Pot law takes effect, use still illegal

It may be two years before Ohioans can legally obtain and use drug.

At this point, there aren’t any legal growers, testing labs, dispensaries or doctors certified to recommend the drug. The law gives state regulators two years to get the entire program up and running.

“I think when it’s all over and done with we will have the best medical marijuana program in the United States,” said state Rep. Kirk Schuring, R-Canton, who was a leader in the effort to craft the law. “We could be up and running sooner than some are anticipating but we want to make sure we do it very deliberately and we do it the right way and it doesn’t cause harm to patients who are seeking these forms of alternative medicine.”

In the meantime, going to Michigan or another state for medical pot isn’t an end-run free of legal risks, experts say. Medical marijuana users in Ohio must get a recommendation from a certified Ohio doctor, said Tessie Pollock, spokeswoman for the State Medical Board of Ohio. No physicians are certified yet.

The law gives Ohioans the chance to use an “affirmative defense” if they run into legal trouble for using medical marijuana before the program is operational. It allows defendants to argue in court that they would qualify under Ohio’s law once it is operational — negating their criminal or civil liability. It is not the same as immunity from prosecution.

Ninety days ago, Ohio Gov. John Kasich signed into law a measure that legalizes marijuana for use by patients with 21 conditions, such as cancer, traumatic brain injury or chronic pain. It allows medical marijuana edibles, oils, patches and vaporizing but not smoking or home growing. The law provides a regulatory framework but leaves details up to state agencies to hammer out.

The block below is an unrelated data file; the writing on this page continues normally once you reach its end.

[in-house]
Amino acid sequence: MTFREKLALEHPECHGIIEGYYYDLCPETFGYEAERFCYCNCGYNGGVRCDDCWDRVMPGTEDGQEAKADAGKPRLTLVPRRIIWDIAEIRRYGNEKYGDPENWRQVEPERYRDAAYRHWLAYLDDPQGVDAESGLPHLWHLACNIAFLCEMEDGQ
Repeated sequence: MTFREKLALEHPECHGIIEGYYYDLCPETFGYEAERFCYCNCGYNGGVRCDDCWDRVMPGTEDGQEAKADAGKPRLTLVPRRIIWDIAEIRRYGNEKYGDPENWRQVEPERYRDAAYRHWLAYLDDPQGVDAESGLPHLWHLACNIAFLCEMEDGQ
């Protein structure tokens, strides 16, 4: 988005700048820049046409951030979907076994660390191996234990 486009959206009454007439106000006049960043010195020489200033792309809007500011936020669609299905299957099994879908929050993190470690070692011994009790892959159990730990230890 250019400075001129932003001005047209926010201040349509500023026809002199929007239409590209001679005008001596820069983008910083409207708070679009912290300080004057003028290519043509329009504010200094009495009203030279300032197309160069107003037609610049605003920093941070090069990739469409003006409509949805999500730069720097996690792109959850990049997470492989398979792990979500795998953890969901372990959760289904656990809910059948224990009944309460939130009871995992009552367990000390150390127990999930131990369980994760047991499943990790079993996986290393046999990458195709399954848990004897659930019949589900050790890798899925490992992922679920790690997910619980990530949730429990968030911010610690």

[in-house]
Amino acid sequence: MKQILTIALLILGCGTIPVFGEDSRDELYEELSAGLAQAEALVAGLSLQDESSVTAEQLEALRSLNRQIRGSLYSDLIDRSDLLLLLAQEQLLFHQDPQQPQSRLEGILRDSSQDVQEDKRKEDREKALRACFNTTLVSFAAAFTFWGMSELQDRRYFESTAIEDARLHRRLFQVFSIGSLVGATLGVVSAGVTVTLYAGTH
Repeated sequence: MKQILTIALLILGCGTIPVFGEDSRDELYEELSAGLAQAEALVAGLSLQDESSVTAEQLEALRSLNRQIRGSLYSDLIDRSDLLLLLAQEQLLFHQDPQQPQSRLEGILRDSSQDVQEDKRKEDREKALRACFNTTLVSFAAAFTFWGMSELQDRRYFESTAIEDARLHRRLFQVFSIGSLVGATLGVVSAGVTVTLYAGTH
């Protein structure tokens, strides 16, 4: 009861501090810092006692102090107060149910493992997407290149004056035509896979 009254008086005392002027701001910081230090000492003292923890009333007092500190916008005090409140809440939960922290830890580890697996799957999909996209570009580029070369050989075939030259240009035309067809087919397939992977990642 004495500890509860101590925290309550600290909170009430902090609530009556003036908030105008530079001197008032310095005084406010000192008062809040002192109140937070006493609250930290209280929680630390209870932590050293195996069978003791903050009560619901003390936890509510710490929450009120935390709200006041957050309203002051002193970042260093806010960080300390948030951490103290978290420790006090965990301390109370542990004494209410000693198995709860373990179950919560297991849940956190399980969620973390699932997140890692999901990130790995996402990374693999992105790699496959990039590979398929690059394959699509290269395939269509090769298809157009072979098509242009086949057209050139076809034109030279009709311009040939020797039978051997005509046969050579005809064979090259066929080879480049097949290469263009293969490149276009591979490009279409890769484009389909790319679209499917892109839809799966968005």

The 30-day clock starts ticking Thursday for Kasich and legislative leaders to appoint 14 members to the Medical Marijuana Advisory Committee, which will make recommendations on how to control and regulate the industry. The committee must meet within 30 days of the last member being appointed.

Regulation will be handled by three state agencies:

  • The Ohio Department of Commerce will run a seed-to-sale program and establish the number of growers.
  • The State Medical Board of Ohio will certify doctors who are eligible for recommend marijuana for their patients.
  • The Ohio Pharmacy Board will register patients and caregivers and oversee dispensaries, including deciding how many there should be statewide.

The state Controlling Board released $1.8 million in funds to the pharmacy board and commerce department to begin setting up the regulatory program. And the Ohio Supreme Court is considering a clarification to rules governing attorneys so that they may advise clients on how to operate under the state medical marijuana law and regulations.

State Rep. Steve Huffman, R-Tipp City, who sponsored the medical marijuana bill, said lawmakers may have to address two potential issues: how to tax medical pot and how to allow banks to handle money flowing through the medical marijuana business pipeline.

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